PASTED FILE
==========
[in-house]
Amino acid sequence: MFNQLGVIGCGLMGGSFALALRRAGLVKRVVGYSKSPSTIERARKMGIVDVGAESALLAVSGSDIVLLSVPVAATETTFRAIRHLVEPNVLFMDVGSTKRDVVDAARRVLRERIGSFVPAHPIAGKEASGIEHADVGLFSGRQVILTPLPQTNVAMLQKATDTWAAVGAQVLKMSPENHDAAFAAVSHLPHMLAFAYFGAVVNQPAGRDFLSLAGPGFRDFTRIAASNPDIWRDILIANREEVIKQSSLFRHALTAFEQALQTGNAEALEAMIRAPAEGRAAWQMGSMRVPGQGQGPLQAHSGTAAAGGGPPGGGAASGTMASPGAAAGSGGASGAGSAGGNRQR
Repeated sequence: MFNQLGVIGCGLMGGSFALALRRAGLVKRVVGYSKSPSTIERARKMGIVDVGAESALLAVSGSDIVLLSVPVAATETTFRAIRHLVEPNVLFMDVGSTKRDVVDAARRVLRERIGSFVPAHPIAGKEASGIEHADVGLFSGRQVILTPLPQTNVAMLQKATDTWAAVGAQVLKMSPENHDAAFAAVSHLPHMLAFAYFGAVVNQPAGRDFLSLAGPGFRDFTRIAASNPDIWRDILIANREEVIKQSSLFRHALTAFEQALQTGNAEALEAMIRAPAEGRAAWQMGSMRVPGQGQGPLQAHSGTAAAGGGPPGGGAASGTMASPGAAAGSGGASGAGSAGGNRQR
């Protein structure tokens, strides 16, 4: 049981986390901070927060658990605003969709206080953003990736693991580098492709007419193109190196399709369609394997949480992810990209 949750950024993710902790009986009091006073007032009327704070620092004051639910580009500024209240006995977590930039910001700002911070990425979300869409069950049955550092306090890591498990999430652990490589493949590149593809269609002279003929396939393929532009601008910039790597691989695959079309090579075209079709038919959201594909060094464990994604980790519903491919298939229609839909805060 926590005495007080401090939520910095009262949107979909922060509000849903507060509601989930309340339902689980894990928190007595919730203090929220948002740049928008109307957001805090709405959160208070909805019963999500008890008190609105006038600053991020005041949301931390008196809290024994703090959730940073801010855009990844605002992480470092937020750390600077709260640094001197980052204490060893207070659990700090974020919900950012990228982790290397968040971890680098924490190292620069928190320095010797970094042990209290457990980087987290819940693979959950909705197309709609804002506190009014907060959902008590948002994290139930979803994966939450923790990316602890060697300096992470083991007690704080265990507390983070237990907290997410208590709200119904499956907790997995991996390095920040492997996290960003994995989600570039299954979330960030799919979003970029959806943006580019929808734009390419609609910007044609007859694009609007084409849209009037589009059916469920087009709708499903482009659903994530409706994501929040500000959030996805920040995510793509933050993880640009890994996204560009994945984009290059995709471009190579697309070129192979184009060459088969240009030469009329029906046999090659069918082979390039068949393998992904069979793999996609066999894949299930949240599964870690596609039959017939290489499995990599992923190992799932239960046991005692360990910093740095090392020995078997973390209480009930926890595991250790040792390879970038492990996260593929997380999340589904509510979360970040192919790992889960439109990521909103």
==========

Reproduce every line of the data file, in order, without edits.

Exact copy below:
[in-house]
Amino acid sequence: MFNQLGVIGCGLMGGSFALALRRAGLVKRVVGYSKSPSTIERARKMGIVDVGAESALLAVSGSDIVLLSVPVAATETTFRAIRHLVEPNVLFMDVGSTKRDVVDAARRVLRERIGSFVPAHPIAGKEASGIEHADVGLFSGRQVILTPLPQTNVAMLQKATDTWAAVGAQVLKMSPENHDAAFAAVSHLPHMLAFAYFGAVVNQPAGRDFLSLAGPGFRDFTRIAASNPDIWRDILIANREEVIKQSSLFRHALTAFEQALQTGNAEALEAMIRAPAEGRAAWQMGSMRVPGQGQGPLQAHSGTAAAGGGPPGGGAASGTMASPGAAAGSGGASGAGSAGGNRQR
Repeated sequence: MFNQLGVIGCGLMGGSFALALRRAGLVKRVVGYSKSPSTIERARKMGIVDVGAESALLAVSGSDIVLLSVPVAATETTFRAIRHLVEPNVLFMDVGSTKRDVVDAARRVLRERIGSFVPAHPIAGKEASGIEHADVGLFSGRQVILTPLPQTNVAMLQKATDTWAAVGAQVLKMSPENHDAAFAAVSHLPHMLAFAYFGAVVNQPAGRDFLSLAGPGFRDFTRIAASNPDIWRDILIANREEVIKQSSLFRHALTAFEQALQTGNAEALEAMIRAPAEGRAAWQMGSMRVPGQGQGPLQAHSGTAAAGGGPPGGGAASGTMASPGAAAGSGGASGAGSAGGNRQR
């Protein structure tokens, strides 16, 4: 049981986390901070927060658990605003969709206080953003990736693991580098492709007419193109190196399709369609394997949480992810990209 949750950024993710902790009986009091006073007032009327704070620092004051639910580009500024209240006995977590930039910001700002911070990425979300869409069950049955550092306090890591498990999430652990490589493949590149593809269609002279003929396939393929532009601008910039790597691989695959079309090579075209079709038919959201594909060094464990994604980790519903491919298939229609839909805060 926590005495007080401090939520910095009262949107979909922060509000849903507060509601989930309340339902689980894990928190007595919730203090929220948002740049928008109307957001805090709405959160208070909805019963999500008890008190609105006038600053991020005041949301931390008196809290024994703090959730940073801010855009990844605002992480470092937020750390600077709260640094001197980052204490060893207070659990700090974020919900950012990228982790290397968040971890680098924490190292620069928190320095010797970094042990209290457990980087987290819940693979959950909705197309709609804002506190009014907060959902008590948002994290139930979803994966939450923790990316602890060697300096992470083991007690704080265990507390983070237990907290997410208590709200119904499956907790997995991996390095920040492997996290960003994995989600570039299954979330960030799919979003970029959806943006580019929808734009390419609609910007044609007859694009609007084409849209009037589009059916469920087009709708499903482009659903994530409706994501929040500000959030996805920040995510793509933050993880640009890994996204560009994945984009290059995709471009190579697309070129192979184009060459088969240009030469009329029906046999090659069918082979390039068949393998992904069979793999996609066999894949299930949240599964870690596609039959017939290489499995990599992923190992799932239960046991005692360990910093740095090392020995078997973390209480009930926890595991250790040792390879970038492990996260593929997380999340589904509510979360970040192919790992889960439109990521909103």